When I’m making something I sometimes learn new things. They say “you should never stop learning”. I agree with “them”, whoever they may be.
While I was working on the SOPAG project, I investigated “splitting” the Access database into:
- Logic and presentation, and
- Data (database definitions and data values)
Components. I knew this could be done, but I had not spent much effort on it before.
The splitting itself was a straightforward enough exercise. Most of the work is done by Access itself. However, you might want to confirm that all the decisions it has made are sensible!
I decided to document the results for my own benefit, and then decided to convert a scrappy Powerpoint presentation into something a little more presentable to upload to YouTube.
Here it is: Splitting an Access database
I had fun doing the work to find out how it worked, and fun making the video. I hope you get something from watching it.
A little earlier this week I attended a Webinar on PBWorks ProjectHub product.
Here is a link to a recording of the webinar:
I have used PB Works’ wiki product for years (anyone who remembers me from LCCH may remember me setting up a reference site which was based on PBWiki).
Right now, I’m using the “Freemium” version of ProjectHub to manage a small project I’m running. The project team is split across two countries (Ireland and Wales), so the opportunities of meeting face to face are limited, but thankfully we’re all in the same timezone and all speak more-or-less the same language!
It’s all going reasonably well, and I started to ask myself “why?”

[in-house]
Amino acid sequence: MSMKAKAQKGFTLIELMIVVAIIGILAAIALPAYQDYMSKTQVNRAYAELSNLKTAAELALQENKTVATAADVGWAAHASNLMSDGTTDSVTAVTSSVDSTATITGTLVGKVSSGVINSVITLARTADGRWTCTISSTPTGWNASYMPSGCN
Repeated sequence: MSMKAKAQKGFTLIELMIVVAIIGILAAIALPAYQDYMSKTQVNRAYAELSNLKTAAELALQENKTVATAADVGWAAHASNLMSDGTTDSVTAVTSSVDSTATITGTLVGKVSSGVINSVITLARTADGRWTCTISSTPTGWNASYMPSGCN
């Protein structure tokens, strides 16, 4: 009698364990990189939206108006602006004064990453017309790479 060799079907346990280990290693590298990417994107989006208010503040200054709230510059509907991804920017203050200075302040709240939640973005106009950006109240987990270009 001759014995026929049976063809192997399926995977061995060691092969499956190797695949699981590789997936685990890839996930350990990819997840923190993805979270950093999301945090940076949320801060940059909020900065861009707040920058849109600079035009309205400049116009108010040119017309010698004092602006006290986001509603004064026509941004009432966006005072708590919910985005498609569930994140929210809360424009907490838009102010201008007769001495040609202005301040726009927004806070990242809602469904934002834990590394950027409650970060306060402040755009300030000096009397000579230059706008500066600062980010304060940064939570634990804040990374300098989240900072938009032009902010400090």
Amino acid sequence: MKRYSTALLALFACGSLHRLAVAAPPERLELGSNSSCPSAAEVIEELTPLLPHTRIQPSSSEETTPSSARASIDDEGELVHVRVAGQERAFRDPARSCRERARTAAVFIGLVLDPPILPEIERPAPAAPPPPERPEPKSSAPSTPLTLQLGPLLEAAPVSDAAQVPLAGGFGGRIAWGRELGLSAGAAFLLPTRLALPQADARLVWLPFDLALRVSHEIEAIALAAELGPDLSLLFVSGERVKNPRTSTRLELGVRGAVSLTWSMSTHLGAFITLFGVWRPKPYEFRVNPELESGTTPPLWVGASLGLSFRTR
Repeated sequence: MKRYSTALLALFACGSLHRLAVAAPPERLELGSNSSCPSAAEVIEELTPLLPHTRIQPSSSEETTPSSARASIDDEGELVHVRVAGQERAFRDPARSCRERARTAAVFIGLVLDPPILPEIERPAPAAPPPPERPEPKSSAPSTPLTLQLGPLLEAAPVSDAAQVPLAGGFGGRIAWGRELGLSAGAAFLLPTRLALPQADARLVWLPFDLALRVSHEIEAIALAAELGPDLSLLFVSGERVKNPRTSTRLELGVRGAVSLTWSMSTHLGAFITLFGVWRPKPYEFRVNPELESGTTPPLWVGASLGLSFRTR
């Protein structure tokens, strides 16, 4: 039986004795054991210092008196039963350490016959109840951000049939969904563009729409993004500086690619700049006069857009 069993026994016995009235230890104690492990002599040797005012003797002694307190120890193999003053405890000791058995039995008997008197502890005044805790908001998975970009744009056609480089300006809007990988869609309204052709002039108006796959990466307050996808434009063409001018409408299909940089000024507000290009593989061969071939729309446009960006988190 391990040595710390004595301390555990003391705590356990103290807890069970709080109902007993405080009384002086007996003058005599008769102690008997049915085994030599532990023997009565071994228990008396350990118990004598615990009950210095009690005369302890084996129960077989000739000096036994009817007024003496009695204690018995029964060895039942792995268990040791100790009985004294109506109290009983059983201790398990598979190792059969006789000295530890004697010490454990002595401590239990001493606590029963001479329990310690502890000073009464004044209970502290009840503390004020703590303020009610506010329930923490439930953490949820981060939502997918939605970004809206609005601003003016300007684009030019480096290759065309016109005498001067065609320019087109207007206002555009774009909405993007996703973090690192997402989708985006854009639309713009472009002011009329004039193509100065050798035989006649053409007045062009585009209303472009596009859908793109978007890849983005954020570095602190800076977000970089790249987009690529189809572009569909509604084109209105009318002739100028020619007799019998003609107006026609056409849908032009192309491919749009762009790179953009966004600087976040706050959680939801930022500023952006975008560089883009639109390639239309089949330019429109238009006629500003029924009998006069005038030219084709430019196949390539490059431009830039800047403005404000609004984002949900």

I’ve used various bits of collaboration software on various different platforms for years now. Sometimes it works well for the project, sometimes it works less well.
With ProjectHub, I like the way that I can switch between a top-level view, to a short term “what is the next focus” view, to an individual task view quickly.
One of the things which helps my team, is that we’ve known one another for quite a while and we’ve agreed:
- the way that we are going to use the tool,
- what our roles are, and
- what our individual responsibilities are.
In order to keep things running smoothly, we have a role which I call “the badger”. The badger’s job is to spot when people have forgotten to complete updates (usually because they’ve been doing something more important and more interesting) and remind them. The good thing about something like ProjectHub is that the actual effort of adding a couple of line comment on a task, or ticking the “complete box” is easier than arguing, so things remain reasonably up to date. The badger doesn’t have to be the PM (right now it is me though), in fact, it’s better if it is someone else, because even the PM needs to be badgered sometimes!
Sometimes things don’t go quite as I intend. A little while ago, someone approached me with a potential project. Unfortunately I was too busy at the time to take it on.
The idea had tickled my fancy. It bubbled away in the back of my mind and as I had odd moments I created bits of it, as what I would describe as a proof of concept. It was a useful exercise in that it has reminded me of a few things, taught me some things about what Microsoft Access is good at and some things it is not so good at. Inevitably, there are some things I would do differently if I did it again. That’s all right, because after all it was only a proof of concept, and there was no real input in the form of “requirements” anyway.
Having produced the thing, then I wanted to show it to an acquaintance. I messed about with a few things and after a couple of iterations, produced this:
SOPAG – A simple Access Application
Having produced the video, and decided to write a “business related blog” it seemed appropriate to share it here.
I wouldn’t claim either SOPAG, or the video are marvelous, but I’ve learned a lot from both of them. In fact, I have set up a little project to take them both a little further.
But that is for the next instalment!